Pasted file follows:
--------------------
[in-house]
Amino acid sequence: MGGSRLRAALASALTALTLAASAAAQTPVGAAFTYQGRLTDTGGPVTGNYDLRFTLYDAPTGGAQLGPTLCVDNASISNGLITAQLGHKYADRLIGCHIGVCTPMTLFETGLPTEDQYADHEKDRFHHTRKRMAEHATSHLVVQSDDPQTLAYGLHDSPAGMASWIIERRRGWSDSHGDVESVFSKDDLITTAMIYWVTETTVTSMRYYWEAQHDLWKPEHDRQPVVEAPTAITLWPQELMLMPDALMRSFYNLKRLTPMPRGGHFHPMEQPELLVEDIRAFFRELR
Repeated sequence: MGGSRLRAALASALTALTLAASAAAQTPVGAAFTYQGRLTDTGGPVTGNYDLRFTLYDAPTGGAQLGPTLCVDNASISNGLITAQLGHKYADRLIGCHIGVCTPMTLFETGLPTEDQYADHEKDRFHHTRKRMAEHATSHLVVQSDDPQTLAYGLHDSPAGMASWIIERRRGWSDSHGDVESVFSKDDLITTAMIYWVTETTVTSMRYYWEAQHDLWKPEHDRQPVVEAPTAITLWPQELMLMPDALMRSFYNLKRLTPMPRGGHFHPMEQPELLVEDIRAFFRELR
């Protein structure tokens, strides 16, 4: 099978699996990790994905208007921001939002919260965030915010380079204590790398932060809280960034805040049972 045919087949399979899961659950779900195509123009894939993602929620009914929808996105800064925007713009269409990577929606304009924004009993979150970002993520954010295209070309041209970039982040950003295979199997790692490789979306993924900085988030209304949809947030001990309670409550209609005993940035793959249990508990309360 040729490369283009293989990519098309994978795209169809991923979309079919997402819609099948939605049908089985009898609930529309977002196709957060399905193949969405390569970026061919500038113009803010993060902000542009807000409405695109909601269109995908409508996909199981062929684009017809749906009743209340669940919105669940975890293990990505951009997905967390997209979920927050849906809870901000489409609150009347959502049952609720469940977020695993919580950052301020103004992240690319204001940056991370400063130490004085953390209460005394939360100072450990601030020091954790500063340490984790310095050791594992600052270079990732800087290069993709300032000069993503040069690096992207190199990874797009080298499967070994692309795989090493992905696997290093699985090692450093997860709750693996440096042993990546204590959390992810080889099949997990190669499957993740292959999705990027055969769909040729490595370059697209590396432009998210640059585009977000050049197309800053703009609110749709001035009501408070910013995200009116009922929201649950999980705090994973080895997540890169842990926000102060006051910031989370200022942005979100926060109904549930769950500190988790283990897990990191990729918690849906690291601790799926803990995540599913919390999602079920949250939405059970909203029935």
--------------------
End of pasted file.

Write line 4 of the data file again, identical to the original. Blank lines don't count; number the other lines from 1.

């Protein structure tokens, strides 16, 4: 099978699996990790994905208007921001939002919260965030915010380079204590790398932060809280960034805040049972 045919087949399979899961659950779900195509123009894939993602929620009914929808996105800064925007713009269409990577929606304009924004009993979150970002993520954010295209070309041209970039982040950003295979199997790692490789979306993924900085988030209304949809947030001990309670409550209609005993940035793959249990508990309360 040729490369283009293989990519098309994978795209169809991923979309079919997402819609099948939605049908089985009898609930529309977002196709957060399905193949969405390569970026061919500038113009803010993060902000542009807000409405695109909601269109995908409508996909199981062929684009017809749906009743209340669940919105669940975890293990990505951009997905967390997209979920927050849906809870901000489409609150009347959502049952609720469940977020695993919580950052301020103004992240690319204001940056991370400063130490004085953390209460005394939360100072450990601030020091954790500063340490984790310095050791594992600052270079990732800087290069993709300032000069993503040069690096992207190199990874797009080298499967070994692309795989090493992905696997290093699985090692450093997860709750693996440096042993990546204590959390992810080889099949997990190669499957993740292959999705990027055969769909040729490595370059697209590396432009998210640059585009977000050049197309800053703009609110749709001035009501408070910013995200009116009922929201649950999980705090994973080895997540890169842990926000102060006051910031989370200022942005979100926060109904549930769950500190988790283990897990990191990729918690849906690291601790799926803990995540599913919390999602079920949250939405059970909203029935």